Alastair Fontana has crafted a wonderful tale of historical fiction, set in Venice in or around the sixteenth century. The story is set around real historical characters and real historical events. The only character that wasn't a real historical person was the main character, Jacopo.
Told in alternating chapters of first person and third person, this story is captivating. It includes action, murder, betrayal, scandalous liaisons, and tragedy. It is both emotionally and intellectually satisfying.
The story begins with our Jacopo being chased down for a murder that he claims he did not commit. As the story unfolds, we learn that the murder had been discovered as he and his soon-to-be brother-in-law, were returning an ornate dagger that he and his sister's fiance, Piero Fasiol, were allegedly returning to the spot where Piero had allegedly found it. When they got there, there was a dead body in the spot. A couple who knew Piero saw him holding the dagger, and urged him to run, but he was captured. Jacopo eventually got away and ran for help, to a place known as The Ghetto, a refuge for Jews in sixteenth century Venice. There are many twists and turns as we follow this story through the aptly named "Aquatic Labyrinth" which is Venice.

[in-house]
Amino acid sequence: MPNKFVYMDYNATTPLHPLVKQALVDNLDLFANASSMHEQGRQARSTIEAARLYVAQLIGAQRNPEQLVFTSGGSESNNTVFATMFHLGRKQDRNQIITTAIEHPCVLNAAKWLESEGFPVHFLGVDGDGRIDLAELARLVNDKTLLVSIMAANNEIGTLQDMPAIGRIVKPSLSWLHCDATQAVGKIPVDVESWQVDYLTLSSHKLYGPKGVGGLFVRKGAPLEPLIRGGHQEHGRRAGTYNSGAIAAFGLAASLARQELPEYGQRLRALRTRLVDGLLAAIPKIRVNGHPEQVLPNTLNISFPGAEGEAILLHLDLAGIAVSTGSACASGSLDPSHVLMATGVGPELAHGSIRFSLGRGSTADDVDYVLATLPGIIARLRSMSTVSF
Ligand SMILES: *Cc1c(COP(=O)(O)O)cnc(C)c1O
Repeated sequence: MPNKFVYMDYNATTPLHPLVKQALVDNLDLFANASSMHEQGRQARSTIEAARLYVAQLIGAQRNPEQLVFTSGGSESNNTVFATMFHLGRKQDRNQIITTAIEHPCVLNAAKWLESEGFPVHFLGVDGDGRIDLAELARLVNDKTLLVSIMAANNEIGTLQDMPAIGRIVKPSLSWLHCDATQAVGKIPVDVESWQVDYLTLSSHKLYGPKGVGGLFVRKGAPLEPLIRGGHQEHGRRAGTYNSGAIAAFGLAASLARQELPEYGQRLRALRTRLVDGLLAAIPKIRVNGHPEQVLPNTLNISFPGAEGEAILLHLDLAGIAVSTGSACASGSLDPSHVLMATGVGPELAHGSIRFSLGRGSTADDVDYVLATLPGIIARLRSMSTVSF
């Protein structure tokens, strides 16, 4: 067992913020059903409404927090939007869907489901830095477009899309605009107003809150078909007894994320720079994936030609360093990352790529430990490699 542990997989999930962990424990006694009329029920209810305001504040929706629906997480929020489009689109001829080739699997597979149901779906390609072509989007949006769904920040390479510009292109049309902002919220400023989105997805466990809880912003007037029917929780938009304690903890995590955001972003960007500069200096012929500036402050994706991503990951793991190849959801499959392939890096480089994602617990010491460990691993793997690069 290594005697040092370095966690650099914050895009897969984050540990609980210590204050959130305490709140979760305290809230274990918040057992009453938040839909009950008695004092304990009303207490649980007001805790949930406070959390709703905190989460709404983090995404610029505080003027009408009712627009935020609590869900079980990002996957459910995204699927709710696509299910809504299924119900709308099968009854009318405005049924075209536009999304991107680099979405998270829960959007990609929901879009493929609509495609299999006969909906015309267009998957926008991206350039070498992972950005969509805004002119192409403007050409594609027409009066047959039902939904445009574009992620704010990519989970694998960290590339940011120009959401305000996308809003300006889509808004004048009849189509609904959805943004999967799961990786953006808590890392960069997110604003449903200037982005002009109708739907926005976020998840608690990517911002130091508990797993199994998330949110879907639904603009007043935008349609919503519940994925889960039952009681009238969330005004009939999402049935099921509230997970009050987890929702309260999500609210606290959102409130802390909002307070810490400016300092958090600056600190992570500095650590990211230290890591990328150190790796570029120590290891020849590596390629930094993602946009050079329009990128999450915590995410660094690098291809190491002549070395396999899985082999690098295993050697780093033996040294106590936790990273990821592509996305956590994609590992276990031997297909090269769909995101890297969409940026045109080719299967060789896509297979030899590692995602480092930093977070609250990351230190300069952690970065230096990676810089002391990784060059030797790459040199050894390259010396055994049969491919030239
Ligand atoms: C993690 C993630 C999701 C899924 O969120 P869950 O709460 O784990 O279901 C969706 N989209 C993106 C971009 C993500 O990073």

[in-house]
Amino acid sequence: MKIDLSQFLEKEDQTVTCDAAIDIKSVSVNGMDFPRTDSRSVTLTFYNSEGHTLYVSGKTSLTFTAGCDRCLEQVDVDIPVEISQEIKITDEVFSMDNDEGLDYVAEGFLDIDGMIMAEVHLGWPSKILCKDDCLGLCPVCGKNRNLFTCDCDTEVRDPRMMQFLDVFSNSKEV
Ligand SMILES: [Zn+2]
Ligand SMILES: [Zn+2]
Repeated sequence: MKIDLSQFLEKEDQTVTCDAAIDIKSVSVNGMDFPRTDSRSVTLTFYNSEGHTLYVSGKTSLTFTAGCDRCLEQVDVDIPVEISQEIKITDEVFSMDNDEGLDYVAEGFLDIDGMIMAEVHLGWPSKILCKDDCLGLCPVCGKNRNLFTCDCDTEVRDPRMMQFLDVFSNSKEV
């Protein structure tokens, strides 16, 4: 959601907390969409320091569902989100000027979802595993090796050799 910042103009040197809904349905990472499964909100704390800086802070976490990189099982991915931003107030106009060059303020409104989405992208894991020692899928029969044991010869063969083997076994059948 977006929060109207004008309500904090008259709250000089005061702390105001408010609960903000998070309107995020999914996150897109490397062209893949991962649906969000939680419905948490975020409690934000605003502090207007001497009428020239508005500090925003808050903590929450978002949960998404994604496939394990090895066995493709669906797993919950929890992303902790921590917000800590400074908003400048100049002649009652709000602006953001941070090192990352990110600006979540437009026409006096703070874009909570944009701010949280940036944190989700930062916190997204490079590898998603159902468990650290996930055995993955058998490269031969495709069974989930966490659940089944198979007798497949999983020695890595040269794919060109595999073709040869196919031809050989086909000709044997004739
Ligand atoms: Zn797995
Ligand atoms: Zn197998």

One of the most fascinating of the historical characters in The Aquatic Labyrinth was Veronica Franco, a rather famous courtesan of the time, who was also a poet. She was friends (in our story) with another poet, also a true historical character, named Sara Copio Sullam. Also figuring heavily into this story was Leone da Modena (Leon of Modena), a Jewish scholar who was born to a French family who had moved to Venice when the Jews were expelled from France.
As I said, a captivating story that held me in its grip from the very beginning. I am anxious to read more historical fiction by this author.